Madeleine Jana Korbel Albright (born Marie Jana Korbelová; b. May 15, 1937) is a Czechoslovakian-born American politician and diplomat. She is the first woman to have become the United States Secretary of State. She was nominated by U.S. President Bill Clinton on December 5, 1996, and was unanimously confirmed by a U.S. Senate vote of 99–0. She was sworn in on January 23, 1997. Albright currently serves as a professor of International Relations at Georgetown University's Edmund A. Walsh School of Foreign Service. She holds a PhD from Columbia University and numerous honorary degrees. In May 2012, she was awarded the Presidential Medal of Freedom by U.S. President Barack Obama. Secretary Albright also serves as a director on the board of the Council on Foreign Relations. Albright is fluent in English, French, Russian, and Czech; she speaks and reads Polish and Serbo-Croatian as well. (Click here for full Wikipedia article)
A lot of people think international relations is like a game of chess. But it's not a game of chess, where people sit quietly, thinking out their strategy, taking their time between moves. It's more like a game of billiards, with a bunch of balls clustered together.
Armageddon is not a foreign policy.
Hate, emotionalism, and frustration are not policies.
I hope I'm wrong, but I am afraid that Iraq is going to turn out to be the greatest disaster in American foreign policy- worse than Vietnam, not in the number who died, but in terms of its unintended consequences and its reverberation throughout the region.
I think that we all know what evil is. We have a sense of what's evil, and certainly killing innocent people is evil. We're less sure about what is good. There's sort of good, good enough, could be better- but absolute good is a little harder to define.
I think the administration has really undermined America's power and reputation and that Iraq may go down in history as the greatest disaster in American foreign policy, which means that I think it's worse than Vietnam in its unintended consequences and for our reputation.
I think women are really good at making friends and not good at networking. Men are good at networking and not necessarily making friends. That's a gross generalization, but I think it holds in many ways.
I was taught to strive not because there were any guarantees of success but because the act of striving is in itself the only way to keep faith with life.
I'm for democracy, but imposing democracy is an oxymoron. People have to choose democracy, and it has to come up from below.
I'm not a person who thinks the world would be entirely different if it was run by women. If you think that, you've forgotten what high school was like.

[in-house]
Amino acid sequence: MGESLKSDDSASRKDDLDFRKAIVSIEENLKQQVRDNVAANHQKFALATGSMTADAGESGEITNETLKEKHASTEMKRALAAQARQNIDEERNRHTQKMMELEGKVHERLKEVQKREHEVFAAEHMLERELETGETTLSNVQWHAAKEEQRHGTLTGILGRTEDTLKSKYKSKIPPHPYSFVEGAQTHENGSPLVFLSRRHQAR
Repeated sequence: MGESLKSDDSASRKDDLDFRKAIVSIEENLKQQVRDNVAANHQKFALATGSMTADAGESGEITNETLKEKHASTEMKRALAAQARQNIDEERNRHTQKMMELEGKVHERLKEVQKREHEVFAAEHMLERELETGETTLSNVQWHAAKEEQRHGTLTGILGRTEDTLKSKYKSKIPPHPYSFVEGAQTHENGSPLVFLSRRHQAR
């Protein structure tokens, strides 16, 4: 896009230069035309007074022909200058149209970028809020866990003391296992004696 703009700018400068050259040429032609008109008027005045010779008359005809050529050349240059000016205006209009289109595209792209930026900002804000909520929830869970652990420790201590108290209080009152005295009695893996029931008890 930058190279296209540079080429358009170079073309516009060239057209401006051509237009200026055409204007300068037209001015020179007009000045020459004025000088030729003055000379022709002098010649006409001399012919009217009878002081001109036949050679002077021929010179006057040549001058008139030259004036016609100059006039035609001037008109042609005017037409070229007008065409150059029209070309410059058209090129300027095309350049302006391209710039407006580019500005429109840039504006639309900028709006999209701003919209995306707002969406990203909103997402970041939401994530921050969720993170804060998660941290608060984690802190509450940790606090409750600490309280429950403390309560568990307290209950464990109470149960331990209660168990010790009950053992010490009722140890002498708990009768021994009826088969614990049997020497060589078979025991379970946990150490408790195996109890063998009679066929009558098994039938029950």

Our nation's memory is long and our reach is far.
There is a significant moral difference between a person who commits a violent crime and a person who tries to cross a border illegally in order to put food on the family table. Such migrants may violate our laws against illicit entry, but if that's all they do then they are trespassers, not criminals. They deserve to have their dignity respected.
There is a special place in hell for women who don't help other women.
There seems to be enough room in the world for mediocre men, but not for mediocre women, and we really have to work very, very hard.
We live in an image society. Speeches are not what anybody cares about; what they care about is the picture.
We will not be intimidated or pushed off the world stage by people who do not like what we stand for, and that is, freedom, democracy and the fight against disease, poverty and terrorism.
What really troubles me is that democracy is getting a bad name because it is identified with imposition and occupation.
What's the point of having this superb military that you're always talking about if we can't use it?
When a politician starts preaching, I tend to react the same way as when a preacher starts talking politics. I become very, very wary.
When asked what she considered the greatest mistake of the George W. Bush administration, interview with Deborah Solomon, New York Times (April 23, 2006)
When we're trying to solve difficult national issues its sometimes necessary to talk to adversaries as well as friends. Historians have a word for this: diplomacy.
While democracy in the long run is the most stable form of government, in the short run, it is among the most fragile.